On 13th October 2020 the House of Lords considered the Government’s Social Security (Up-rating of Benefits) Bill at its Second Reading. The Bishop of St Albans spoke in the debate:
The Lord Bishop of St Albans [V]: My Lords, I add my words of welcome to the noble Lord, Lord Field of Birkenhead, and the noble Baroness, Lady Stuart of Edgbaston, and look forward to their maiden speeches.
I welcome the Social Security (Up-rating of Benefits) Bill. Pension credits are vital for the welfare of low-income retirees and it is right that measures are taken to support them in this challenging time. However, there is certainly scope for going further.
Accusations relating to intergenerational fairness are not entirely unfounded. While I am for uprating the basic state pension, providing a guaranteed rise of 2.5% at a time when millions have lost income due to the pandemic, I realise that it will raise questions over whether this Government represent the entire country or just those who are older.
As other noble Lords have mentioned, the situation is perilous for those on the breadline. The Government’s failure to guarantee the permanence of the April 2020 universal credit uplift will be devastating for those formerly employed and now relying on universal credit. Across the country, arrears are building up, and immediate action will be required to prevent low-income families being burdened with unrealistic debt.
While the pandemic has affected everybody, when it comes to income, it is not retirees but low working-age households that have been most affected, whether through cuts in income or redundancy and rising living costs. I hope that the Government make the right decisions and stay true to their levelling-up agenda by being a national Government who choose to represent all age demographics.
Faith groups have been working hard to raise awareness of the financial difficulties endured across the country. For example, the recent Reset the Debt report by a coalition of four national Christian denominations drew attention to the increasingly unstable position that those made redundant due to Covid-19 now find themselves in, with many through no fault of their own sliding into debt spirals and homelessness. Their call to reset the debt through a Jubilee fund is the sort of innovative policy required so not to condemn generations to imposed poverty.
I join my Church of England colleagues, the right reverend Prelates the Bishop of Durham and the Bishop of Portsmouth, and the Joseph Rowntree Foundation in its “keep the lifeline” campaign in urging the Government to make permanent the universal credit uplift that occurred in April this year.
I understand that difficult economic decisions will need to be made. However, given the uncertainty that we face, cutting back on economic support before the crisis is over will only exacerbate the situation and do so quickly. The Treasury has been taking bold decisions and will need to take more that will entail spending additional revenue in the short term to give those chances on the line a chance in the long run.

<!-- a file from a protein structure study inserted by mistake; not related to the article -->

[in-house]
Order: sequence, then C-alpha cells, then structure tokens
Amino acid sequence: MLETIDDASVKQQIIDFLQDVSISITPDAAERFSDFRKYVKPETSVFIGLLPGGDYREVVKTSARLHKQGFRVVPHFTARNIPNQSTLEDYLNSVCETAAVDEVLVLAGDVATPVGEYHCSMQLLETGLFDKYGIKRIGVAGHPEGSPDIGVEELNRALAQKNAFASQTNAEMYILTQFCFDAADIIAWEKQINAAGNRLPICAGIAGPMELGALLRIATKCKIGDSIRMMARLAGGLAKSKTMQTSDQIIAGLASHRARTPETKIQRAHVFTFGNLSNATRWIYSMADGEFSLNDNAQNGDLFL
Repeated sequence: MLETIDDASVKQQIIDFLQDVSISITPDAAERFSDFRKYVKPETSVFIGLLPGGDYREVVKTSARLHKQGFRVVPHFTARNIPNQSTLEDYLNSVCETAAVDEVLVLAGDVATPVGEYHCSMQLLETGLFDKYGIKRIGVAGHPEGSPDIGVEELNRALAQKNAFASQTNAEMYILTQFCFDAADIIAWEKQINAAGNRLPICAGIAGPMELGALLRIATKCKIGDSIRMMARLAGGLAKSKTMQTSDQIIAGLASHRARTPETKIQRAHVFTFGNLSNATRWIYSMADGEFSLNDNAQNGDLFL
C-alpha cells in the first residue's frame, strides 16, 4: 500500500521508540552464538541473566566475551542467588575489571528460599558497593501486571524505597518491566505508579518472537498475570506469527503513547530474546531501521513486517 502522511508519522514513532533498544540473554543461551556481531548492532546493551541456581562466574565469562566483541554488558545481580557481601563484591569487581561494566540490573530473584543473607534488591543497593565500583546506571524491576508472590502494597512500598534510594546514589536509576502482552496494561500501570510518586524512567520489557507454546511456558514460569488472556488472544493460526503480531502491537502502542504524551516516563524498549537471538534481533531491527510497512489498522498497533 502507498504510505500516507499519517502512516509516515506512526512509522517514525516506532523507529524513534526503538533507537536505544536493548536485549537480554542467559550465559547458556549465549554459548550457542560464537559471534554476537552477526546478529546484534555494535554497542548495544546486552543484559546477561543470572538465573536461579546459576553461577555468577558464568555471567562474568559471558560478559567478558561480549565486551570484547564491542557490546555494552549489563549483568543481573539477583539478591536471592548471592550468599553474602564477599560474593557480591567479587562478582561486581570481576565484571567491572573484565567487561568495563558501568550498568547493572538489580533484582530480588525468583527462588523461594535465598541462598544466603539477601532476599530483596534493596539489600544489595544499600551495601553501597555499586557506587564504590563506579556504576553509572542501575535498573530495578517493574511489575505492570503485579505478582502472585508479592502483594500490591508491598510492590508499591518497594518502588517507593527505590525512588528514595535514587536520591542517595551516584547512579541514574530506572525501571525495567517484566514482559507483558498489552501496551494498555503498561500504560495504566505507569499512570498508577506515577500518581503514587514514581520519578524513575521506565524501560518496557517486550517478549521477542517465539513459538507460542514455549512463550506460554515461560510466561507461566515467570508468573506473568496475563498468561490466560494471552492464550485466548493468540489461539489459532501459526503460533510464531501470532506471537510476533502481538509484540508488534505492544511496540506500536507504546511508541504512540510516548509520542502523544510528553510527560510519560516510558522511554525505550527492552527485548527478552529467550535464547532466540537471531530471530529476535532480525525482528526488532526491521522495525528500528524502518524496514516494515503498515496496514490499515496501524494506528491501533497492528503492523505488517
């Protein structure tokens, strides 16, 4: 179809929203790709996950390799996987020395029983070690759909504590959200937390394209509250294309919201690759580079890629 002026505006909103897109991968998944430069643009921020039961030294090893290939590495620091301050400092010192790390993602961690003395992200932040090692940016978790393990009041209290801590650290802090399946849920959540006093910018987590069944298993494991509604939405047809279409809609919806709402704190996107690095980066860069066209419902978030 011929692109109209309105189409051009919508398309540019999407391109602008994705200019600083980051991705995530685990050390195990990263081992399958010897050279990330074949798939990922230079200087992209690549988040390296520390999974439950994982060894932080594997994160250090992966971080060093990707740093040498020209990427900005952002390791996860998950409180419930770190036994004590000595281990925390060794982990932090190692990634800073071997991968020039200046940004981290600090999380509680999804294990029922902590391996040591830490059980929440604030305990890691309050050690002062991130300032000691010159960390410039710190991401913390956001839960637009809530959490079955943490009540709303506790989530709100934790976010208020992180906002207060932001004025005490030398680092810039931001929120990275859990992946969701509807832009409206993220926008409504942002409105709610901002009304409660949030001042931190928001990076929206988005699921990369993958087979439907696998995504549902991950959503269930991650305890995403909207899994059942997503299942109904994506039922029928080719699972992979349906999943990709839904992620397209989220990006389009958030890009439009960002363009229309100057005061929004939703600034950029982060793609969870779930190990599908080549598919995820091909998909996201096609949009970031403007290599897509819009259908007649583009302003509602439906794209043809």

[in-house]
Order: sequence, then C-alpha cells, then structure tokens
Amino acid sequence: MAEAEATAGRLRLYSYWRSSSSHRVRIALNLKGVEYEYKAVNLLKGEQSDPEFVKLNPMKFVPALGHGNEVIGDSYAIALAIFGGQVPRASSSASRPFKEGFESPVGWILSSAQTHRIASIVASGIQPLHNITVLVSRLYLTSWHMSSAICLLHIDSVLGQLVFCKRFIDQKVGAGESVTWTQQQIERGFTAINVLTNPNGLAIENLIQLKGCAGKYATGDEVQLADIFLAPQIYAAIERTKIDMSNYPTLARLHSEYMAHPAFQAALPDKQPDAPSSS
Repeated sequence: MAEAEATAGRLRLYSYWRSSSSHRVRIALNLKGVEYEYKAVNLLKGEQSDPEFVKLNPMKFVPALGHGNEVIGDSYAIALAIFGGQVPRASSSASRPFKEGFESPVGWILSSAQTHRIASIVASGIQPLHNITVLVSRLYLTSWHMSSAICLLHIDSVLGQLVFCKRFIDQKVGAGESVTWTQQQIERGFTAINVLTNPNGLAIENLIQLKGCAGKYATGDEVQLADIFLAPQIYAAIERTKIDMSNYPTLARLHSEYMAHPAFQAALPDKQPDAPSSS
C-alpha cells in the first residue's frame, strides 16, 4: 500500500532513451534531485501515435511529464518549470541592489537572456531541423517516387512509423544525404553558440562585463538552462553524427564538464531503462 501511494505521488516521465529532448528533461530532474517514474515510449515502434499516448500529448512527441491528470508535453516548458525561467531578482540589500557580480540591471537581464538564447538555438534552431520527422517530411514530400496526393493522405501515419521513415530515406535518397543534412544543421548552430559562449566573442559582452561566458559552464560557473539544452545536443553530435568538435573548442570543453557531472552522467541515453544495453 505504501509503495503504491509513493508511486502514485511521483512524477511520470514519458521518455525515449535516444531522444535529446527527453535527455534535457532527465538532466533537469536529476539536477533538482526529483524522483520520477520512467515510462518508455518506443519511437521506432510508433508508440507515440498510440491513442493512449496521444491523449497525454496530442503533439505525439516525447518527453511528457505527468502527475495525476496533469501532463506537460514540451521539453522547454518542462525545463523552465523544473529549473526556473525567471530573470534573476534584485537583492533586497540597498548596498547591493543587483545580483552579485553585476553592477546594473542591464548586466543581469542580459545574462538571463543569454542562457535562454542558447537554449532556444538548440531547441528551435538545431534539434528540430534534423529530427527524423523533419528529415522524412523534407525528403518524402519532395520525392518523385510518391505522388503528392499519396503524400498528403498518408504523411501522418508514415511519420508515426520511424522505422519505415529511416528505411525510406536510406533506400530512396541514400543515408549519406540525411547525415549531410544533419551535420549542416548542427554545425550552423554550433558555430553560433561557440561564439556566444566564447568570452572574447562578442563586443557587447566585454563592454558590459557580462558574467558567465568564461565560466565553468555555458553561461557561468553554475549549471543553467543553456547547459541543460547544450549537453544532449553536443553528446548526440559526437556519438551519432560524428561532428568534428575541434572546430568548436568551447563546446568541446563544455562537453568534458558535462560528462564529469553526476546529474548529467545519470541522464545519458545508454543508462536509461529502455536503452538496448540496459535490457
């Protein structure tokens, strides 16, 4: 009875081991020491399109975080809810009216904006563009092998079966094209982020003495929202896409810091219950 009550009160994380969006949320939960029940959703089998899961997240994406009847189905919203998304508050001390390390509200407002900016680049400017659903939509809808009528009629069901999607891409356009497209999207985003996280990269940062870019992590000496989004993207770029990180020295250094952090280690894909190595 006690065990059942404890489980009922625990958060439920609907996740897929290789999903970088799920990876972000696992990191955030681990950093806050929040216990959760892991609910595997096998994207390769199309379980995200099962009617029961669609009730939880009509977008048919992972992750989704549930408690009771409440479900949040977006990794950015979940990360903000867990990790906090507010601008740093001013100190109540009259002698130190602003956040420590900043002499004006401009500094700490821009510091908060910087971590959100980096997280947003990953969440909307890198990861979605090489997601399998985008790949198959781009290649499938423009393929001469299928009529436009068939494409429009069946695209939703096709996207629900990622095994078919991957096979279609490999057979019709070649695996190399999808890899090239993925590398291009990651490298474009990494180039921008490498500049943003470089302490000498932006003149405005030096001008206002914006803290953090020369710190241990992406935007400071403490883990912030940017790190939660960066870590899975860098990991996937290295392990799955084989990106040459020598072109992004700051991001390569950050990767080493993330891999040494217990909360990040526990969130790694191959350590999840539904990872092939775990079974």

Lord Shipley (LD): … We have heard from a number of speakers about the importance of intergenerational fairness. I subscribe to the opinions expressed by the noble Lords, Lord Blunkett and Lord Bourne, the right reverend Prelate the Bishop of St Albans and others. I say to the Minister that we will need a national debate on how we address the fragility of our benefits system, which has become so exposed by the coronavirus pandemic. The financial well-being of society should be an ambition that demonstrates that it is truly inclusive. The next few months need to be used to review and reform…
Baroness Sherlock (Lab):.. Many people claiming benefits for the first time have been shocked to find out how low they are. I have had people who have lost their jobs ask me how they are meant to live on £95 a week universal credit. I sympathise, but then I have to tell them that if they were getting income support or ESA, they would be getting just £74 a week and that if the Chancellor goes ahead and scraps the universal credit top-up, and if they have not found a job by next April, their benefit will be cut by £20 a week, which will have a huge effect, as noted by the right reverend Prelate the Bishop of St Albans, the noble Lord, Lord Field, and others..
The Parliamentary Under-Secretary of State, Department for Work and Pensions (Baroness Stedman-Scott) (Con)…The right reverend Prelate the Bishop of St Albans mentioned the deep poverty issue that came out in various reports. This Government are helping those who need support the most. I do not want to repeat myself, but I say again: we are putting £9 billion into the welfare system.
I refer to the letter that 50 charities wrote to the Chancellor asking for the £20 uplift to be made permanent and extended to legacy benefits. Many people have championed retaining the £20 extra, and we are not a bit surprised by that. DWP Ministers have worked closely with our Treasury counterparts throughout the pandemic response and will continue to do so.
I pay tribute to faith groups, which do the most amazing work with the most vulnerable, especially in this difficult time.